Rev. Dr. Martin Luther King addresses participants of the March on Washington for Jobs and Freedom before the Lincoln Memorial in Washington, DC, 100 years after the Emancipation Proclamation. Dr. King, an eloquent minister, champion of civil rights, and revolutionary, gave his legendary “I Have a Dream” speech — a brilliant mixture of sermon, allegory, and a candid outpour of empathy towards the disenfranchised. In it, he called for an end to the Jim Crow laws of racial segregation and invoked the true, uncompromising spirit of a constitutional America: one of a unified, egalitarian, and progressive society. His remarkable address would help the Kennedy Administration pass the Civil Rights Act of 1964, just after a year of his monolithic speech, and to this day represents one of the hallmarks of fairness and equality between races worldwide.






Martin Luther King Jr, an activist, humanitarian and Baptist minister was born in 1929 and passed away after an assassination in April 1968. Dr. King led the African-American Civil Rights Movement from the mid-1950s. He is famous for his part in the progression of civil rights through peaceful civil defiance founded on his beliefs as a Christian.


Throughout his life, Dr. King organized and led protests for the voting rights of black people, labor rights, desegregation and other basic rights. His campaigns often utilized nonviolent but provocative tactics. Martin Luther King’s main legacy was that most of these rights were effectively enacted into the United States law. Globally, he was a source of motivation for the then South African leader, Albert Lutuli, who fought for racial fairness.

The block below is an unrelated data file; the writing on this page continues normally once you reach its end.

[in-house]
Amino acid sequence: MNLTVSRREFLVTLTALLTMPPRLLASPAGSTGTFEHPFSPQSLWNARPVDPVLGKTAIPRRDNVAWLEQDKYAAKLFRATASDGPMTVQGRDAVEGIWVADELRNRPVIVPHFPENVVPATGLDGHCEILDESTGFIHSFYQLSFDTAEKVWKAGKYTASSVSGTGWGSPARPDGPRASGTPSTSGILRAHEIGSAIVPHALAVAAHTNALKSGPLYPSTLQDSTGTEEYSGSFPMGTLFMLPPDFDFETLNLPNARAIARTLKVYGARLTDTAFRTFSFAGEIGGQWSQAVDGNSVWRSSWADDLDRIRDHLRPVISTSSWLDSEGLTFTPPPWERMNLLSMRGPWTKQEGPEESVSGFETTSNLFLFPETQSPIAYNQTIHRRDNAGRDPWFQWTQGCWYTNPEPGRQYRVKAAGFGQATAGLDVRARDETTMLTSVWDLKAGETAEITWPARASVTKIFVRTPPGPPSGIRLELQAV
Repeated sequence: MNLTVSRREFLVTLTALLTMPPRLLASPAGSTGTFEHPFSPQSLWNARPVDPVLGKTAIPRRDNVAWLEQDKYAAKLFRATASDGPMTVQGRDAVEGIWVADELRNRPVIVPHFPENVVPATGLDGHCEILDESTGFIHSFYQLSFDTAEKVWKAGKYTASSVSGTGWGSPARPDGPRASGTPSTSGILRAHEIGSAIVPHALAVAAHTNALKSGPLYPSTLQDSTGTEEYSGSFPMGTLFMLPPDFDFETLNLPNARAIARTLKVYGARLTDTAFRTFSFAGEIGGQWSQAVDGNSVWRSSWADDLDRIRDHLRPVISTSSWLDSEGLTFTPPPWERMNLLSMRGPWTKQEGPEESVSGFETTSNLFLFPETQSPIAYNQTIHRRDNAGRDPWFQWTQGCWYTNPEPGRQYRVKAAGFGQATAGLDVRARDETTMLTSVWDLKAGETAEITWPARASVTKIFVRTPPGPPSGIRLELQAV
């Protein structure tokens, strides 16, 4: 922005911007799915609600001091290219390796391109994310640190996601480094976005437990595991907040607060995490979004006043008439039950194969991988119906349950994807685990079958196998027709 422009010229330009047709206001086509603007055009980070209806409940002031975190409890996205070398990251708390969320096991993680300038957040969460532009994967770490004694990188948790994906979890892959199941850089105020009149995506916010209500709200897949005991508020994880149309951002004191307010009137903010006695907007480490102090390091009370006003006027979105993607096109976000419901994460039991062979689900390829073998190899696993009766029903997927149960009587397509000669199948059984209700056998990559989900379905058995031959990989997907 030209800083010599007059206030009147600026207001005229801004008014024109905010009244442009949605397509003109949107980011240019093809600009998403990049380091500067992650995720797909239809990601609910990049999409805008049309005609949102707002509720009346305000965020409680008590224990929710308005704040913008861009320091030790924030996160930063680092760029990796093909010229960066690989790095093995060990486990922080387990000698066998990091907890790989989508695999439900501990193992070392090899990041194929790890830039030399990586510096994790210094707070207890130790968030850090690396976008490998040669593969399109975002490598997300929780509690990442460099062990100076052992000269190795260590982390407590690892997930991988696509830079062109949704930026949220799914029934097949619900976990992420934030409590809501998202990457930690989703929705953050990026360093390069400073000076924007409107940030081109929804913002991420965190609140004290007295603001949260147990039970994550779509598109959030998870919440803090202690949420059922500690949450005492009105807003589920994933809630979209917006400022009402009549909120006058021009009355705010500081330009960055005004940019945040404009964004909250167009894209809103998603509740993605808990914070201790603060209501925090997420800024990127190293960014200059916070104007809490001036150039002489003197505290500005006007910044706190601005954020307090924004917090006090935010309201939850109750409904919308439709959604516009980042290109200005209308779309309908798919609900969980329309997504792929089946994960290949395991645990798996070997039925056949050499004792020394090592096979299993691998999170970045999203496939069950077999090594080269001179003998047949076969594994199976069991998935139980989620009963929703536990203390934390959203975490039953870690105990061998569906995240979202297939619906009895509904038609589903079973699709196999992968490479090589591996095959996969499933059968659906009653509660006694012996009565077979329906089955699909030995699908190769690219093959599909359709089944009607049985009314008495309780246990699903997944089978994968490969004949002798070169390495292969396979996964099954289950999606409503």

Montgomery Bus Boycott

In 1955, Dr. King led the Montgomery Bus Boycott, a crusade to force racial assimilation of the city’s bus lines. The conditions were so edgy that Dr. King was detained. After almost 381 days of universal participation, the Supreme Court passed a law that illegalized racial segregation in transport. His role in this boycott made him into a public figure and an excellent spokesman for civil rights.


Dr. King became the Southern Christian Leadership Conference president in 1957. The SCLC was an organization formed to control the ethical authority and to manage the power of African-American churches to carry out peaceful demonstrations to fight for civil rights reform. During the SCLC’s Prayer Pilgrimage for Freedom in 1957, Dr. King lectured to a national audience for the first time.

Birmingham Campaign

In 1963, Dr. King led a peaceful protest that targeted Birmingham, Alabama. By then, it was America’s most segregated city.The campaign utilized nonviolent but provocative tactics. The African-American population in Birmingham organized with SCLC and openly violated laws they deemed unjust by occupying public spaces with sit-ins and marches. The ensuing cruelty of the police was exemplified vividly by televised images of assault on youthful blacks by dogs and water jets. It caused a nationwide outrage that resulted in the lobbying for exceptional legislation of civil rights.

Selma to Montgomery Marches

In 1965, Dr. King assisted in organizing the Selma to Montgomery marches. The next year, in collaboration with SCLC, he took the movement to Chicago to protest against segregated housing.





Martin Luther King: “In the End, we will remember not the words of our enemies, but the silence of our friends.” It took 13 years boycotts, protests, speeches, and jail time for Dr. King’s dream to become a reality.

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